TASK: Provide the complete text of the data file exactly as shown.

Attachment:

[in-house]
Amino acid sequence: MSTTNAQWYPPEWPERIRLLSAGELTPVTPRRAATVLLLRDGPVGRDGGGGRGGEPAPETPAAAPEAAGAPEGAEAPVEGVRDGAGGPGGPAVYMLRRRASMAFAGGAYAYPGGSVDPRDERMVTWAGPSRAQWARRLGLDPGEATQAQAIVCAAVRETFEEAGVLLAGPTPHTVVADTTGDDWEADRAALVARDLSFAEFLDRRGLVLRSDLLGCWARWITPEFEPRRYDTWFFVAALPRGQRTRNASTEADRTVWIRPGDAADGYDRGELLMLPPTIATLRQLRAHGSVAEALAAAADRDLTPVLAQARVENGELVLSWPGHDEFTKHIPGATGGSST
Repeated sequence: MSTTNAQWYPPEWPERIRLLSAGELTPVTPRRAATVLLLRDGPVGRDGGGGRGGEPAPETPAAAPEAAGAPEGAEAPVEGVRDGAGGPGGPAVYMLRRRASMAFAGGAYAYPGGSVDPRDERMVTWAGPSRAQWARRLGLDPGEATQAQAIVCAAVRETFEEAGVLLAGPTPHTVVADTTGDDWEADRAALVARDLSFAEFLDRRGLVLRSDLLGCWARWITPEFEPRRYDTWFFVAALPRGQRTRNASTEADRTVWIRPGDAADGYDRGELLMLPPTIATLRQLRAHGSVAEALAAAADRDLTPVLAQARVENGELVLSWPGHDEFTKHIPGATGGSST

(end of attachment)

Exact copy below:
[in-house]
Amino acid sequence: MSTTNAQWYPPEWPERIRLLSAGELTPVTPRRAATVLLLRDGPVGRDGGGGRGGEPAPETPAAAPEAAGAPEGAEAPVEGVRDGAGGPGGPAVYMLRRRASMAFAGGAYAYPGGSVDPRDERMVTWAGPSRAQWARRLGLDPGEATQAQAIVCAAVRETFEEAGVLLAGPTPHTVVADTTGDDWEADRAALVARDLSFAEFLDRRGLVLRSDLLGCWARWITPEFEPRRYDTWFFVAALPRGQRTRNASTEADRTVWIRPGDAADGYDRGELLMLPPTIATLRQLRAHGSVAEALAAAADRDLTPVLAQARVENGELVLSWPGHDEFTKHIPGATGGSST
Repeated sequence: MSTTNAQWYPPEWPERIRLLSAGELTPVTPRRAATVLLLRDGPVGRDGGGGRGGEPAPETPAAAPEAAGAPEGAEAPVEGVRDGAGGPGGPAVYMLRRRASMAFAGGAYAYPGGSVDPRDERMVTWAGPSRAQWARRLGLDPGEATQAQAIVCAAVRETFEEAGVLLAGPTPHTVVADTTGDDWEADRAALVARDLSFAEFLDRRGLVLRSDLLGCWARWITPEFEPRRYDTWFFVAALPRGQRTRNASTEADRTVWIRPGDAADGYDRGELLMLPPTIATLRQLRAHGSVAEALAAAADRDLTPVLAQARVENGELVLSWPGHDEFTKHIPGATGGSST